The processor may be is configured to receive the reference signature in encrypted form, and to decrypt the reference signature using a secret key.

The processor may also be configured to execute a program, and every legal flow control instruction in the program has a corresponding entry in a table of reference signatures. The method may thus further comprise executing a program, and retrieving from a table of reference signatures of each legal flow control instruction in the program, the reference signature corresponding to the flow control instruction.

The hash generator may comprise a cryptographic hash generator which produces the hash in dependence on an input message and a secret key. The hash generator may alternately produce the hash in dependence on an input message and a public algorithm.

The authorization logic may produce the signal to authorize commitment of the flow control instruction for execution, if there is an exact match between the reference signature and the hash.

A secure cache may be provided, configured to cache a plurality of recently used reference signatures in decrypted form.

A cache entry may be retrieved based on a respective cache entry content. A cache entry may alternately be retrieved based on an address of a corresponding flow control instruction of a respective sequence of instructions.

The processor may be configured to receive the reference signature in an encrypted form, and employ a stored secret key in the processor and cryptographic logic configured to decrypt the reference signature for determination of the correspondence with the hash. The method may thus further comprise receiving the reference signature in an encrypted form, storing a stored secret key, and decrypting the encrypted reference signature for determination of the correspondence with the hash.

The processor may be configured to receive the reference signature in an encrypted form, the processor having a stored key and cryptographic logic configured to encrypt the hash for determination of the correspondence with the encrypted reference signature. The method may thus further comprise receiving the reference signature in an encrypted form, storing cryptographic key, and encrypting the hash for determination of the correspondence with the encrypted reference signature.

The verification may be optionally disabled, to selectively permit processing of instructions for which the hash does not, or is not expected to, match.

The instruction processing pipeline may be configured to selectively commit execution of an instruction independent of the output of the verification logic, and subject to alternate instruction authentication logic. The instruction processing pipeline may be selectively controlled in dependence on a mode, having a first mode in which the instruction processing pipeline processes the sequence of instructions in selectively dependence on the signal, and a second mode in which the instruction processing pipeline processes the sequence of instructions independent of the signal.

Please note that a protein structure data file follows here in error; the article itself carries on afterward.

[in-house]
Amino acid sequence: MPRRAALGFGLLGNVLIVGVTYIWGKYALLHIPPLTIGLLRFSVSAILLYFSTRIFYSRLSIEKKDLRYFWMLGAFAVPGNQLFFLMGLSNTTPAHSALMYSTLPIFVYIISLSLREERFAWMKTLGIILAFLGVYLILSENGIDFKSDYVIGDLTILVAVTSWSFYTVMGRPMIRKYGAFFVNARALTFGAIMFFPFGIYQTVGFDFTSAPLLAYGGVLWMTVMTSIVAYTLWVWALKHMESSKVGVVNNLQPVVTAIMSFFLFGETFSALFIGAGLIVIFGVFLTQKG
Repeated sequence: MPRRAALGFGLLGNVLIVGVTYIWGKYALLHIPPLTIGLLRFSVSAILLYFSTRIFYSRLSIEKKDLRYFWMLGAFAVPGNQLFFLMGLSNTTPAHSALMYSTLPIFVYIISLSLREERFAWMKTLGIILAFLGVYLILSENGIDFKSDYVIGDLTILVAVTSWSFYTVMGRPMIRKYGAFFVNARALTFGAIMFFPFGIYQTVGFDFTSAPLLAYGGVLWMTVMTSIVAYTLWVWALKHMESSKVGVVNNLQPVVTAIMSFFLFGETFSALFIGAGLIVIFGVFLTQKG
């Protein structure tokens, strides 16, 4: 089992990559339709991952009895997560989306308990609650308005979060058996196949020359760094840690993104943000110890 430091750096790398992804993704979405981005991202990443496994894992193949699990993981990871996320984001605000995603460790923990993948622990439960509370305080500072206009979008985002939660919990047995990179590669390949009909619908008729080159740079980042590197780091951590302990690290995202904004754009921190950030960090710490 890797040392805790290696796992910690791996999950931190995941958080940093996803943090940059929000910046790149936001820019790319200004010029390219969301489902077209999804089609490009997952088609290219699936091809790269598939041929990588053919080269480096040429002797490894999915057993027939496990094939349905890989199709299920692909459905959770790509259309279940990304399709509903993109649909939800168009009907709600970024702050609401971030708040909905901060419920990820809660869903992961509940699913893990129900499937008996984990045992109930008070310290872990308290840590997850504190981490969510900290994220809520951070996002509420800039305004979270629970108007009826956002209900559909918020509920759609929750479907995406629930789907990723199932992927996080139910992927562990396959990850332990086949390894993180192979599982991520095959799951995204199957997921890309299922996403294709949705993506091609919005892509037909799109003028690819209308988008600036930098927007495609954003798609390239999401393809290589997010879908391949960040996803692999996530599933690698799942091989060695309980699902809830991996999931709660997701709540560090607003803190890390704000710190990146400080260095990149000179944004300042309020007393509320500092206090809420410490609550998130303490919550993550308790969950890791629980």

An alternate signal may be produced representing an authorization of instruction execution independent of the signal, and the instruction processing pipeline may be controlled dependent on either the signal or the alternate signal.

The processor may store a state of at least one of the verification logic and the authentication logic in a storage location when a context is switched out, and to restore the state of the at least one of the verification logic and the authentication logic from the storage location when the context is resumed.

The instruction processing pipeline may be configured to process at least one instruction to compute a proposed change in state of an external memory, and further comprise logic configured to signal a permitted change in the state of external memory selectively based on the signal from the verification logic.

Further objects will become apparent from a review of the application and claims.

DETAILED DESCRIPTION OF THE PREFERRED EMBODIMENTS EXAMPLE 1

Validating the Execution of a Single Module

Within a single software execution module (programs and functions linked statically), the legal control flow paths can be specified as a series of segments from the each entry point to the module to the next instruction that can change the flow of control, as well as between consecutive instructions that can change the control flow. Each segment is essentially a basic block of instructions—with a single entry point and a single exit point. Validating the execution of the program module can be done continuously at run time by computing an MD-5 digest (or another hash function, such as SHA-2 or the proposed SHA-3) on instructions executed at the point when the last instruction in the basic block commits.

The actual behavior of the branch instructions are also recorded to identify the segment (that is basic block) that is entered following a control transfer instruction. These MD-5 digests can be compared at run-time against the corresponding values derived from a reference, validated module. The information for the reference module can be stored in an (encrypted) table, called the validation table.